Wednesday, February 19, 2014

The dog days of winter

There's been a lot of talk – and some complaining – this winter about how cold it's been and how much snow we've had. And for good reason. If next week's forecast holds true and we get another cold snap, the winter of 2013-14 will go down as one of the top 10 coldest winters on record for the St. Cloud, Minn. area.

Ozzie posing like a seal.

For Ozzie, our Australian Shepherd, the cold temperatures and snow have been a treat. Oz spent most of the summer panting in the shade. When the temperature started dropping this fall, Ozzie came to life. I have thoroughly enjoyed watching him dive through the snow like a seal while we wait for the bus with Dan and zoom around the yard during playtime.

I won't go so far as to say that the winter has been a treat for us, but, overall, it hasn't been too bad. We followed our plan last spring, so we didn't have any cows or heifers calving between mid-December and the beginning of February. We were able to sell some of our cows to another dairy farm, so we didn't have any switch cows for the winter. And, since our baby calves our housed inside now, we didn't have to deal with cold calves and calf hutches buried in snowdrifts.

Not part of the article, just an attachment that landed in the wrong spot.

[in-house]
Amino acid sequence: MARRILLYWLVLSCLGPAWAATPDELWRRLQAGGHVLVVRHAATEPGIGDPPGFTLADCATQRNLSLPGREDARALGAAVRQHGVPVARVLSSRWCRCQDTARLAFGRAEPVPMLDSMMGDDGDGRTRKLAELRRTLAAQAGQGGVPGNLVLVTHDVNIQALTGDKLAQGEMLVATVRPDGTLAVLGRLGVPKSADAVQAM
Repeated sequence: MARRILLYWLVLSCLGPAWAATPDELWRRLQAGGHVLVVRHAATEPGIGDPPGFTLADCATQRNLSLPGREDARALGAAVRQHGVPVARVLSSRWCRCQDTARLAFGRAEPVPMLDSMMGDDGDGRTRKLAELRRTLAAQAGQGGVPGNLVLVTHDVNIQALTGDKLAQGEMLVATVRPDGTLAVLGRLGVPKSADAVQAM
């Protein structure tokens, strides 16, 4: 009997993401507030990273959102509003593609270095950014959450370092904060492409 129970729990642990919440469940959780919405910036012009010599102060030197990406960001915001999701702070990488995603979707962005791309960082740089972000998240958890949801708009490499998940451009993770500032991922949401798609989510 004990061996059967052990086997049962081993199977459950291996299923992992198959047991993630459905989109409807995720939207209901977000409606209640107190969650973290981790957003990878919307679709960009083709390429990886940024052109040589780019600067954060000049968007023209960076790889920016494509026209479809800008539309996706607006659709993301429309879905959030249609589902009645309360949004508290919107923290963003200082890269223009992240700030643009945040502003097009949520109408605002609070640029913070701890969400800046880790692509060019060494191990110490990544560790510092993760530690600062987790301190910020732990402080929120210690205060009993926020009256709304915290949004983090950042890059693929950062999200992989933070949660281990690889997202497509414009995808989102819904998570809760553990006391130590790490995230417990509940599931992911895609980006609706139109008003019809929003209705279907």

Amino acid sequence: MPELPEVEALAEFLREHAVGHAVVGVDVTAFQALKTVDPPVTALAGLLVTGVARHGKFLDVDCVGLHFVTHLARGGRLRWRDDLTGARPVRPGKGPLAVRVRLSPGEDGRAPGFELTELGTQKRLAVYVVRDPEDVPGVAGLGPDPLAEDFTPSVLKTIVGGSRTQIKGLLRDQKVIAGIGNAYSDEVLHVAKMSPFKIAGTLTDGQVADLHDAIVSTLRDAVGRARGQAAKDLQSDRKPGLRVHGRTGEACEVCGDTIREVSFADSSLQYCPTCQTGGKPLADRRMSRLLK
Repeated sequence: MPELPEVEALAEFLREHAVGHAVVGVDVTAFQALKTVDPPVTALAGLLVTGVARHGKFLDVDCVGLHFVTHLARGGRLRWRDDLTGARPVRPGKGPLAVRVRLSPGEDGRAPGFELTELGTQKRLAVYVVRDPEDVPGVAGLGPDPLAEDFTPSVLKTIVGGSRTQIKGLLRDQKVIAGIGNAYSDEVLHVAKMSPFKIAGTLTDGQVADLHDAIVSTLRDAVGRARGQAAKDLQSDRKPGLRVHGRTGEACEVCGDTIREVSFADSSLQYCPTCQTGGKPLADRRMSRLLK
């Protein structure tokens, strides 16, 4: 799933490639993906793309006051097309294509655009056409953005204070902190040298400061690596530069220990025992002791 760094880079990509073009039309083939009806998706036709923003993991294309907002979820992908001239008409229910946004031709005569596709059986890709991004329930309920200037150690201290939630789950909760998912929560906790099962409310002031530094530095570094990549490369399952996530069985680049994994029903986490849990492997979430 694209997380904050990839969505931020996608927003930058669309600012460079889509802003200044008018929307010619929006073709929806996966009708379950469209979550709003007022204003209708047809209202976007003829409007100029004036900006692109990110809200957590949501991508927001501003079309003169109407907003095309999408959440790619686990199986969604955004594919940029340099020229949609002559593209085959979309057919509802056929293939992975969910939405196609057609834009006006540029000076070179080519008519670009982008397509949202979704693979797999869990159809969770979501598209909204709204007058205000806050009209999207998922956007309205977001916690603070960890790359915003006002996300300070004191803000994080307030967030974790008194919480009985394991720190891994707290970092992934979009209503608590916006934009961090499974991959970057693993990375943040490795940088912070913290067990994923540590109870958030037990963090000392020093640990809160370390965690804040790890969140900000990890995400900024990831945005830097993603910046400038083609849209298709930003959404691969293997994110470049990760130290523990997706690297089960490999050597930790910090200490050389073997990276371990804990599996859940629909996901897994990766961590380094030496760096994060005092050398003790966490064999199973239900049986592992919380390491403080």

We also started mixing TMRs (total mixed rations) for our dry cows and heifers. Prior to this winter, only the milking cows got TMR. The TMRs for the dry cows and heifers have simplified feeding those groups, reduced the amount of wasted feed, and helped ensure that every animal gets the proper balance of nutrients.

But now we've come to the dog days of winter. We have cows calving almost daily (which is a lot for us) and a newborn pen overflowing with baby calves. We can't move the weaned calves out of the barn until it warms up a little and we can scrape the yards. The frozen buildup in the big heifers' yard makes it look like the heifers could walk right over the fences and neckrails if they were so inclined. At least we have enough cows ready to go dry to make room for the fresh cows. But that means more calves to make room for. Pretty soon the yards will start to thaw. I hope.

I hope our septic system will start to thaw out soon, too. The man who came to take a look at steaming open the septic system said that the frost under roadways (or anywhere the snow is packed) is over seven feet deep. Normally, the frost will go down about three feet. We could be pumping out our holding tank for quite awhile.

But, if that's the worst of our challenges this winter, I won't complain.

How has the winter been treating you?

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